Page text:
All those years just ignored
I OFTEN read in the South China Morning Post of the lack of competent qualified teachers in Hong Kong and how the Board of Education is considering new methods to entice teachers from other countries, and students, to enter the teaching profession.
If my story is an example of how the Board of Education treats overseas teachers then perhaps it is easy to seen why old teachers are leaving the profession in droves as stated in an article in the Post earlier this year.
I recently returned to Hong Kong after teaching for many years in Holland and Belgium and am now currently employed as a teacher in the New Territories.
On giving my attestations and qualifications - a Masters degree from a British university, an IGCSE Coursework Assessors Certificate from the University of Cambridge Examinations Board and many years teaching IGCSE and A-Level syllabuses at internationalschools - I have been informed by the Board of Education, that my years of teaching experience are not considered valid and I must start at the very bottom of the salary scale as a fresh graduate with no teaching experience, yet currently I am teaching form five and form seven students and am the chairman of my subject panel.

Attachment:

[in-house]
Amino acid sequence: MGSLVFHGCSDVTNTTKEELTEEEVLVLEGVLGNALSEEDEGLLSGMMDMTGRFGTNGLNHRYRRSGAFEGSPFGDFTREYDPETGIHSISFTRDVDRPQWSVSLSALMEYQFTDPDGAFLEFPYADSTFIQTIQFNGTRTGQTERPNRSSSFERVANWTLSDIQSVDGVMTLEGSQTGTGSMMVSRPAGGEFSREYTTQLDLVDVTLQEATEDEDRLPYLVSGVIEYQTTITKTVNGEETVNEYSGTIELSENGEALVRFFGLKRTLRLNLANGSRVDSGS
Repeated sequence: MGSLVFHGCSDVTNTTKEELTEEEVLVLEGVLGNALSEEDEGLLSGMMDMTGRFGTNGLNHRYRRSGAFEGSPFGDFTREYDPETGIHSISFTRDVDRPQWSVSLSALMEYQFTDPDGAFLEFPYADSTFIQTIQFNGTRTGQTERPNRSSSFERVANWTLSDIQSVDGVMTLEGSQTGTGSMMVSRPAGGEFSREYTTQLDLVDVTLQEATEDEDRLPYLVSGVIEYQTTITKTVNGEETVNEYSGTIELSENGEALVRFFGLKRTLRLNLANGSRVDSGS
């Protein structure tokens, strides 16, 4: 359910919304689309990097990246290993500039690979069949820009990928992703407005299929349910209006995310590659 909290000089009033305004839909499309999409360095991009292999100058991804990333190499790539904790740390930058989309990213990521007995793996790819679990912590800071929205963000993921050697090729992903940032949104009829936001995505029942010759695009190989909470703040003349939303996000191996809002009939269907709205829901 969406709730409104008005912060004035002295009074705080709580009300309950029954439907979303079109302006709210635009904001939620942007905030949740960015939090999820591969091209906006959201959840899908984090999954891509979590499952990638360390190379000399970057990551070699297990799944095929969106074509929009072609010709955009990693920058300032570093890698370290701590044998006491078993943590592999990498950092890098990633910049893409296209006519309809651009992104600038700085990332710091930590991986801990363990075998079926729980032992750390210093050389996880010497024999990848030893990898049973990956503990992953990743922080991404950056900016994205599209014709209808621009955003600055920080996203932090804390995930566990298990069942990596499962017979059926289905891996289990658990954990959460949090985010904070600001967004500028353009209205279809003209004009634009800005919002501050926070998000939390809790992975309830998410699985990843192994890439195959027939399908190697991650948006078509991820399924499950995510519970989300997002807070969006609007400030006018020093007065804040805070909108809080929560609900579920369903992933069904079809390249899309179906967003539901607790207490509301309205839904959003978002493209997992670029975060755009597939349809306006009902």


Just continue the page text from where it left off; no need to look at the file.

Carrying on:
Therefore does it make sense for the Board of Education to only recognise teaching experience gained in Commonwealth countries such as Kenya or India, but not recognise the teaching experience of a teacher skilled in teaching children of all nationalities in countries which like the UK are members of the European Community? It appears highly probable that the teaching profession will lose yet another teacher (namely myself) to the private sector, since I cannot continue to look after a family of four properly as a ''fresh'' graduate on a new graduate's salary due to the intransigence of an outdated and unworldly institution which professes to want better teaching standards in Hong Kong.
W. C. S. WONG New Territories